Long-time readers of this blog may recognize this post as one that originally ran in April 2016. I am re-running it here to ask 2017 exam takers: Has the situation gotten better? What security practices were taken at your IBLCE exam testing site? Was there anything you found to be over the top? Comment below.
Please note that IBLCE announced a change in testing contractors in November 2019.
I am still in a state of disbelief! In my blog post on “differences in the IBLCE exam, for the recertifier” (who may not have taken the exam for up to 10 years), I invited readers who were taking the exam this year to comment about their experiences. I never expected the sort of feedback I got.
The IBLCE exam is a high-stakes, high-stress, career-critical exam. Exam-takers shell out hundreds of dollars in exam fees, more in exam prep courses and materials. They set aside a large chunk of time and, sometimes, travel great distances to take the exam. They should anticipate a calm and welcoming arrival at the testing site.
I never expected to hear of IBLCE exam-takers being required to remove their wedding rings, take off other jewelry, or do the “undressing” (removing sweaters, rolling up legs of pants, etc.) that readers recounted.
I have a number of questions for IBLCE and the testing center.
What is the purpose of this directive?
I viewed the “What to expect in a Pearson VUE testing centre” video, conveniently linked from Pearson VUE’s IBLCE Exam page. You should, too. According to this video, there is no requirement to remove a wedding band. Nor is there any requirement to remove a sweater, or roll up one’s pants’ legs. You must only show empty pockets and put other personal effects (purse, wallet, cell phone, watch) into a locker prior to testing.
It reminds me of the TSA guards who “require” a mother seeking to board a plane to discard her milk at the airport. There is no such requirement for any mother to do so. Similarly, there is no requirement for any IBLCE exam-taker to remove her wedding band. In both cases, women are intimidated and bullied. Faced with the high cost of not complying (miss the plane, miss the exam), most women — including my readers — do as they are told. IBLCE needs to address this, so that future IBLCE exam-takers are not put through the same over-the-top treatment.
What must be removed?
Pearson VUE’s video does not show any requirement to remove “regular” jewelry, to take off your sweater, or roll up your sleeves. Their detailed internal documentation agrees. You can find a list of “Personal belongings that must be stored” in what seem to be their guidelines for testing sites, as well as a section called “Permitted personal items.” For example, outdoor jackets “must be stored,” while “indoor clothing” including a “sweater” is supposed to be “permitted.”
The IBLCE Registration Guide for Computer-Based Testing states that “No personal items may be taken into the testing room,” and notes that this “includes all bags, books not authorized by IBLCE, notes, phones, pagers, watches and wallets.” OK. That doesn’t include removing sweaters or wedding bands!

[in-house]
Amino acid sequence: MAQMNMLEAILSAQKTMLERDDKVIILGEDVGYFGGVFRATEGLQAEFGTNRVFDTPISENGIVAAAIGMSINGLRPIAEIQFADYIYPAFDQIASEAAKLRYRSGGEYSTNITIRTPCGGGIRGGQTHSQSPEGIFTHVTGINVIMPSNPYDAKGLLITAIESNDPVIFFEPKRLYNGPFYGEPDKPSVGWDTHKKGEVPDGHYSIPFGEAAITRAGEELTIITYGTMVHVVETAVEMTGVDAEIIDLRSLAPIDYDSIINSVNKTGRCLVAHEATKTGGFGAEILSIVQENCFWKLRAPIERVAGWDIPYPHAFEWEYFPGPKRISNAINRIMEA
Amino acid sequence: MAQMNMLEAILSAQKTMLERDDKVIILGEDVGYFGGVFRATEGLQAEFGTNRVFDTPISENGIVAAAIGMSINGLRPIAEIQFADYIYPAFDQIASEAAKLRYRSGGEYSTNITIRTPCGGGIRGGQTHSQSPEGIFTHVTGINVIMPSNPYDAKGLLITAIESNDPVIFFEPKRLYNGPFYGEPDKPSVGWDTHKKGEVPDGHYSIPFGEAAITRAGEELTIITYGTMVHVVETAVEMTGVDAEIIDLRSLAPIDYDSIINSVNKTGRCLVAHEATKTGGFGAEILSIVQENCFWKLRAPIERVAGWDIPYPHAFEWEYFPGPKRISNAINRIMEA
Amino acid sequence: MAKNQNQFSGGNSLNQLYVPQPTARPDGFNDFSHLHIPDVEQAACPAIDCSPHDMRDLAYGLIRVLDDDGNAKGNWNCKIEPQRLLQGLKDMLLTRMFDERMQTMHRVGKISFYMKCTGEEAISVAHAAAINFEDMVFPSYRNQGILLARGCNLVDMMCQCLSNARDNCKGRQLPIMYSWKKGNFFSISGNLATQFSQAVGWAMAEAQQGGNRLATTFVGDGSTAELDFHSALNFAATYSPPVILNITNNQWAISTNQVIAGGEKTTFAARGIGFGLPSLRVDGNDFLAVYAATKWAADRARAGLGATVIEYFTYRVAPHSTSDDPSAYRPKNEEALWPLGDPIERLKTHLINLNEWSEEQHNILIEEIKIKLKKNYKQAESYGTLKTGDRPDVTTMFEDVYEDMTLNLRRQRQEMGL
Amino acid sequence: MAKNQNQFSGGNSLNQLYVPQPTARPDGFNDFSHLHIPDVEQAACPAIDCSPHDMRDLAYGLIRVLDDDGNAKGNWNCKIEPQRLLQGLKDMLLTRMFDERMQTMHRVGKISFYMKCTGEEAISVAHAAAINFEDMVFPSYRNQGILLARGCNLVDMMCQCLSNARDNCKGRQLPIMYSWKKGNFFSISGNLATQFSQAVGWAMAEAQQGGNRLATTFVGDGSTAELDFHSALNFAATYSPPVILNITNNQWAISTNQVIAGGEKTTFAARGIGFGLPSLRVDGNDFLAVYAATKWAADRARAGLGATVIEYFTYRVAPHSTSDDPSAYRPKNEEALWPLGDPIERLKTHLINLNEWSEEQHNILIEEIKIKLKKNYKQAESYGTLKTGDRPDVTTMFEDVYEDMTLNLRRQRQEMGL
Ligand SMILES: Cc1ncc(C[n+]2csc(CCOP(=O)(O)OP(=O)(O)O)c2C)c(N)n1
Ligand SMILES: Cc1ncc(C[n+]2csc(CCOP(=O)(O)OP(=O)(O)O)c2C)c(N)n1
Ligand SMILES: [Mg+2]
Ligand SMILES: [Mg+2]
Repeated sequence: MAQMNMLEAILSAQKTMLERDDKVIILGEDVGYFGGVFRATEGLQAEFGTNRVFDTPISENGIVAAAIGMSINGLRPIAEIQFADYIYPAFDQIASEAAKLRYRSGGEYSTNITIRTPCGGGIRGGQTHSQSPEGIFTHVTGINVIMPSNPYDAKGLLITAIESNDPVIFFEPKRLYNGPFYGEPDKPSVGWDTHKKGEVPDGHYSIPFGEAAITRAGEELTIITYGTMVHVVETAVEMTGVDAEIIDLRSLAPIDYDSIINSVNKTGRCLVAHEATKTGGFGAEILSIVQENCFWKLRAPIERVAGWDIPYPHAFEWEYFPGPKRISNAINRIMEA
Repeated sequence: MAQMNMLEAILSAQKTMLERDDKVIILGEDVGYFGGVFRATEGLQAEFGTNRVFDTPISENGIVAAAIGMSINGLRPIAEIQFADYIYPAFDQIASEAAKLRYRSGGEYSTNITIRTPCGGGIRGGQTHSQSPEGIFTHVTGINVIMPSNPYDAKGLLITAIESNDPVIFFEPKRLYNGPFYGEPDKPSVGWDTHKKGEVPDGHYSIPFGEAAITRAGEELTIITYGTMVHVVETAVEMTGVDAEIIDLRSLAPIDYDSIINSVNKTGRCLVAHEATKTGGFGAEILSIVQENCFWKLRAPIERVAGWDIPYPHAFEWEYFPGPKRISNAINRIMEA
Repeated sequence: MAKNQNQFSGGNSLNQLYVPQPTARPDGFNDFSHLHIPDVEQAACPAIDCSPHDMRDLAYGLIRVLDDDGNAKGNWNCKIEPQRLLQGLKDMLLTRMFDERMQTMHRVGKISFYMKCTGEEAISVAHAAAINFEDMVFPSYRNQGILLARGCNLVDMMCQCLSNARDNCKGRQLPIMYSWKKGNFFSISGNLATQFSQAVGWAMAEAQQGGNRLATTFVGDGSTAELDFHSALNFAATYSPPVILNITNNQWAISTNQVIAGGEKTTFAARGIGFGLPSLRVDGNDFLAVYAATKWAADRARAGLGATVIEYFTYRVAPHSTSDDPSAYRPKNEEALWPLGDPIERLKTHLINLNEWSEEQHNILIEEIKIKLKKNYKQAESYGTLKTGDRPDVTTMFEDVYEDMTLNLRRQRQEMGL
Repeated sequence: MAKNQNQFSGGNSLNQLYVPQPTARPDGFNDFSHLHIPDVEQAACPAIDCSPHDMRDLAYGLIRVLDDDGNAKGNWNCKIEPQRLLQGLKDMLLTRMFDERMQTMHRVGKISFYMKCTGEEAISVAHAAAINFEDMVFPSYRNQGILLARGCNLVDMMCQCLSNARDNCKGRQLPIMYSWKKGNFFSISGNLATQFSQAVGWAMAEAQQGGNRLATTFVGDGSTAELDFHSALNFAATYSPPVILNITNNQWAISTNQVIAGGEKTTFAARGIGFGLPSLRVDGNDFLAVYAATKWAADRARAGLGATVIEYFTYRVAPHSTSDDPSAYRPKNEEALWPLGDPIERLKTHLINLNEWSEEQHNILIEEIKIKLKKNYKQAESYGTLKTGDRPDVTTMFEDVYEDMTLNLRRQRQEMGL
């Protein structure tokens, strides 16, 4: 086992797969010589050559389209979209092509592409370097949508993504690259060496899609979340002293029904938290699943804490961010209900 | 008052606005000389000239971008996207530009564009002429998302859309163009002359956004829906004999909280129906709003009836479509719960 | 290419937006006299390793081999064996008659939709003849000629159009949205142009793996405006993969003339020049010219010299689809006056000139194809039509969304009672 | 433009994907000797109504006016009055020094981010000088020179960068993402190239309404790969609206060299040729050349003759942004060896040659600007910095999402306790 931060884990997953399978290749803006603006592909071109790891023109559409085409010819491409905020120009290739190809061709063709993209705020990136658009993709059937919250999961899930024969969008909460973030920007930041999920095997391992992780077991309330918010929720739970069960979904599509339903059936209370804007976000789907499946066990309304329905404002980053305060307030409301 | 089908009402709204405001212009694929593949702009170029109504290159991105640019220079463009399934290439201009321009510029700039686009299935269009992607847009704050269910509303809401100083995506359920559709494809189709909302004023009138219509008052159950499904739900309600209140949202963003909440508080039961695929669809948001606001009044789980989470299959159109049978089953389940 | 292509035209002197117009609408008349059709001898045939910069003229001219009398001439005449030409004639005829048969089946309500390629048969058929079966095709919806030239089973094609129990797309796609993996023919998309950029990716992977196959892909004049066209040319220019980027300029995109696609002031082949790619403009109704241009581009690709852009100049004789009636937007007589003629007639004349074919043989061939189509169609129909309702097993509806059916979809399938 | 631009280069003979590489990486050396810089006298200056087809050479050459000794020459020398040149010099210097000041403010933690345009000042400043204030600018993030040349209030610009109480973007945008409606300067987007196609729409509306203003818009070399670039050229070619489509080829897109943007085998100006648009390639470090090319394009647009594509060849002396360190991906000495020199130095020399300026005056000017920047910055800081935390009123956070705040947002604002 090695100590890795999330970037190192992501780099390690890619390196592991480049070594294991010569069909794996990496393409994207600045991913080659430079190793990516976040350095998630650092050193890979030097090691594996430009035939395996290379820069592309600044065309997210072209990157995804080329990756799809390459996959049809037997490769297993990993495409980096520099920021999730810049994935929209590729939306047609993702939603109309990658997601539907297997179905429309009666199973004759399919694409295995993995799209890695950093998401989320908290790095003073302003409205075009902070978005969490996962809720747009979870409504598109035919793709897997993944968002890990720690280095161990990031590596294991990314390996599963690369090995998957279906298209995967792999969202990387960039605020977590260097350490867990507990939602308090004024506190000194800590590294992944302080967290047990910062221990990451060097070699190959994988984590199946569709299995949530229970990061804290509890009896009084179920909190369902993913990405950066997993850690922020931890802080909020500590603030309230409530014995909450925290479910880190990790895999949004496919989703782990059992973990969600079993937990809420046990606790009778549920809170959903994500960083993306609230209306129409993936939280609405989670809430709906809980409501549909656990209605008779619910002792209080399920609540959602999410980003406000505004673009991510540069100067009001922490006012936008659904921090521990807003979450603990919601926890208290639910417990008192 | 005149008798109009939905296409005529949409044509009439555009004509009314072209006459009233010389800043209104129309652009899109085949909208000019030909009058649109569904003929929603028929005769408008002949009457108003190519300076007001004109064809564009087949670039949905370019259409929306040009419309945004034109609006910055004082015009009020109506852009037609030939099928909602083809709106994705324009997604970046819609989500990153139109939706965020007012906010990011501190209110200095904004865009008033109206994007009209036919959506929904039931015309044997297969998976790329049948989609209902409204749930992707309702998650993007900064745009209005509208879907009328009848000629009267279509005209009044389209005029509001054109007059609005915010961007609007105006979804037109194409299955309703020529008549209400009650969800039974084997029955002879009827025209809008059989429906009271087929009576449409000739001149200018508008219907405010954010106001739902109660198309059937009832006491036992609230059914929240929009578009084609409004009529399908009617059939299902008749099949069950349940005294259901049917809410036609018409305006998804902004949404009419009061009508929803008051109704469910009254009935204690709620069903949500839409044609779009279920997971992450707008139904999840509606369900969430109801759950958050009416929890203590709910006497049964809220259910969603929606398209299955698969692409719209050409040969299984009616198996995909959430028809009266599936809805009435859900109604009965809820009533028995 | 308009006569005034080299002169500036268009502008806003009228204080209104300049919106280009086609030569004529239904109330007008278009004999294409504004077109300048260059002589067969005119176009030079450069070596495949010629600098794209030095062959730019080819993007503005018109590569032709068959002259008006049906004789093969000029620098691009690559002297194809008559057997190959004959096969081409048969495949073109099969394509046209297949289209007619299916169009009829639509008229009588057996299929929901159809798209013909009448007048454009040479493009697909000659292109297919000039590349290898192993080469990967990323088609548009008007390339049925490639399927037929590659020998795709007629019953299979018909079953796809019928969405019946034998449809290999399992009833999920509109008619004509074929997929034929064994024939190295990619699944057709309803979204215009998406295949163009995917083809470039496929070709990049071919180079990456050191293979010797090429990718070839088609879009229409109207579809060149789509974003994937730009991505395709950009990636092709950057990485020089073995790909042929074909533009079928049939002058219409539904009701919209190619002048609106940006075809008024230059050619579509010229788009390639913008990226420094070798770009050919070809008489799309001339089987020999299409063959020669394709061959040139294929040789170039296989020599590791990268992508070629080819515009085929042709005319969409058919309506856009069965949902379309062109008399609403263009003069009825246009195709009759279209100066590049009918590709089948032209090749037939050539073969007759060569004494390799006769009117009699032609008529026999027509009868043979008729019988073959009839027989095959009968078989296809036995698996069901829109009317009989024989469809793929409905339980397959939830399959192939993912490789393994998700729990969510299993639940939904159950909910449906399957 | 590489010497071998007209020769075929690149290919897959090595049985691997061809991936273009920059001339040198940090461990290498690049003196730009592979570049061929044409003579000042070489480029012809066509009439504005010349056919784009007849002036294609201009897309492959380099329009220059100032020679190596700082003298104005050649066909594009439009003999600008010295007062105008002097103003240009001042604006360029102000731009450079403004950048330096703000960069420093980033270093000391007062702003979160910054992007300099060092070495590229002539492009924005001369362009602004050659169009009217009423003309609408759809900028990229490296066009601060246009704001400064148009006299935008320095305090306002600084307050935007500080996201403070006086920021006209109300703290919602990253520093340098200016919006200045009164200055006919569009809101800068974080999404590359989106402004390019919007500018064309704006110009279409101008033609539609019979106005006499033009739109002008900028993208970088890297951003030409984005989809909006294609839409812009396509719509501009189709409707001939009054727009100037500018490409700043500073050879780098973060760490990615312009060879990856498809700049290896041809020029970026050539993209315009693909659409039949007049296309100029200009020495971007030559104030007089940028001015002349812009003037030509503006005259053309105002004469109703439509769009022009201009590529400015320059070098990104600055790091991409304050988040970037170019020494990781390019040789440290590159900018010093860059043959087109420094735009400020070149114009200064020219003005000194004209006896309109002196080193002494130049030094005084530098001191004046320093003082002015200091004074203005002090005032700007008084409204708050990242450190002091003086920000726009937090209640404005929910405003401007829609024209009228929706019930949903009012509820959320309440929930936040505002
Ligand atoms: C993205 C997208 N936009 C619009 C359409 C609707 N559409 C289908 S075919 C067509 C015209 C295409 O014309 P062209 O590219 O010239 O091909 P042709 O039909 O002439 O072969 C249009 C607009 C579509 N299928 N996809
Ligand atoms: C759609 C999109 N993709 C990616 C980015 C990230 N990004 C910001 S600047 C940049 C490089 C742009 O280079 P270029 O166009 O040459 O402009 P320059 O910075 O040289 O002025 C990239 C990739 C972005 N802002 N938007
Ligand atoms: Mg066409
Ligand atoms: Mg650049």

Further on in the IBLCE registration guide, exam candidates are informed they “may be asked to demonstrate that [their] pockets are empty.” If they are “wearing a cast due to a fractured limb,” it “may be subject to inspection as are candidates with tattoos.” “In some cases, candidates may be asked to remove jewelry or other adornments.” Really, IBLCE? What are those “some cases”?
What’s IBLCE’s responsibility?
As anyone who takes the IBLCE exam should know, the organization’s mission is to “establish the highest standards in lactation and breastfeeding care worldwide and certify individuals who meet these standards.” I fail to see how allowing its exam subcontractor to force exam takers to remove such mundane yet meaningful items as their wedding bands serves this mission. IBLCE should be bending over backwards to help exam takers be comfortable and perform at their best.
In its vaguely worded guide, IBLCE gives Pearson VUE proctors way too much leeway! Proctors have authority over exam takers’ “personal items,” which opens a huge loophole. Certainly your wedding ring is a “personal item” — so is your bra, breast pads, or tampon. Will exam takers be asked to remove those, too?
IBLCE needs to immediately re-word their directive on “personal items” to clarify what test-takers can — and cannot — take into the exam room. Ideally, this should be in accord with what’s shown in Pearson VUE’s video, which purportedly shows its standard security procedures.
Where does this end?
Honestly, if IBLCE exam candidates are being directed to remove their wedding bands — for which there is absolutely no requirement — then where does this end? What about my reader who was directed to show she didn’t have pockets on her shirt? If there had been pockets, then what? And what other personal items are at risk — knee brace? False teeth? Wig? Hearing aid? The “personal items” language is entirely unacceptable.
Considering exam takers are both directly observed by Peason VUE proctors and videotaped while they take the exam, these measures are over the top.
I am entirely prepared to mount a campaign against this baloney. No IBLCE exam candidate — or any exam taker — should have to put up with this. I can assure you, if I am required to remove my wedding ring the next time I arrive at an IBLCE exam site, I will forfeit my fee and give up my IBCLC credential, since I would have to seriously question the professionalism of an organization that had such concerns raised and failed to address them.
Were you asked to take off your wedding ring or undergo other steps that you felt were outside of the scope of standard security practices? Let me know in the comments below!